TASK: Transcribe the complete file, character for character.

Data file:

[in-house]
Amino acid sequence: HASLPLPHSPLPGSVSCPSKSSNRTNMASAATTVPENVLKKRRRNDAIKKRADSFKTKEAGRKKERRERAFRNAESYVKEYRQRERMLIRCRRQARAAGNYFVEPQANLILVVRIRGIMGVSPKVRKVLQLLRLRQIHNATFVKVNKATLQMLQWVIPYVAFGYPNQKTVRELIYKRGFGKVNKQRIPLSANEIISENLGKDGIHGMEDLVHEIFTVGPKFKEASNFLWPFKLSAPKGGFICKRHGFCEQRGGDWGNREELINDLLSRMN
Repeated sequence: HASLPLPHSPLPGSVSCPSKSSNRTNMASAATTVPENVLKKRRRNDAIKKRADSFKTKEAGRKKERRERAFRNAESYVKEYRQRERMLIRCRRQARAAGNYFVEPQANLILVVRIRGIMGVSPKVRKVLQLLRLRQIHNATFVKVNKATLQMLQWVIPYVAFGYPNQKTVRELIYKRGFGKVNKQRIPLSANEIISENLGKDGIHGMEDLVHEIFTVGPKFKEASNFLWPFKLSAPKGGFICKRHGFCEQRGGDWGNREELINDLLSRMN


[in-house]
Amino acid sequence: HASLPLPHSPLPGSVSCPSKSSNRTNMASAATTVPENVLKKRRRNDAIKKRADSFKTKEAGRKKERRERAFRNAESYVKEYRQRERMLIRCRRQARAAGNYFVEPQANLILVVRIRGIMGVSPKVRKVLQLLRLRQIHNATFVKVNKATLQMLQWVIPYVAFGYPNQKTVRELIYKRGFGKVNKQRIPLSANEIISENLGKDGIHGMEDLVHEIFTVGPKFKEASNFLWPFKLSAPKGGFICKRHGFCEQRGGDWGNREELINDLLSRMN
Repeated sequence: HASLPLPHSPLPGSVSCPSKSSNRTNMASAATTVPENVLKKRRRNDAIKKRADSFKTKEAGRKKERRERAFRNAESYVKEYRQRERMLIRCRRQARAAGNYFVEPQANLILVVRIRGIMGVSPKVRKVLQLLRLRQIHNATFVKVNKATLQMLQWVIPYVAFGYPNQKTVRELIYKRGFGKVNKQRIPLSANEIISENLGKDGIHGMEDLVHEIFTVGPKFKEASNFLWPFKLSAPKGGFICKRHGFCEQRGGDWGNREELINDLLSRMN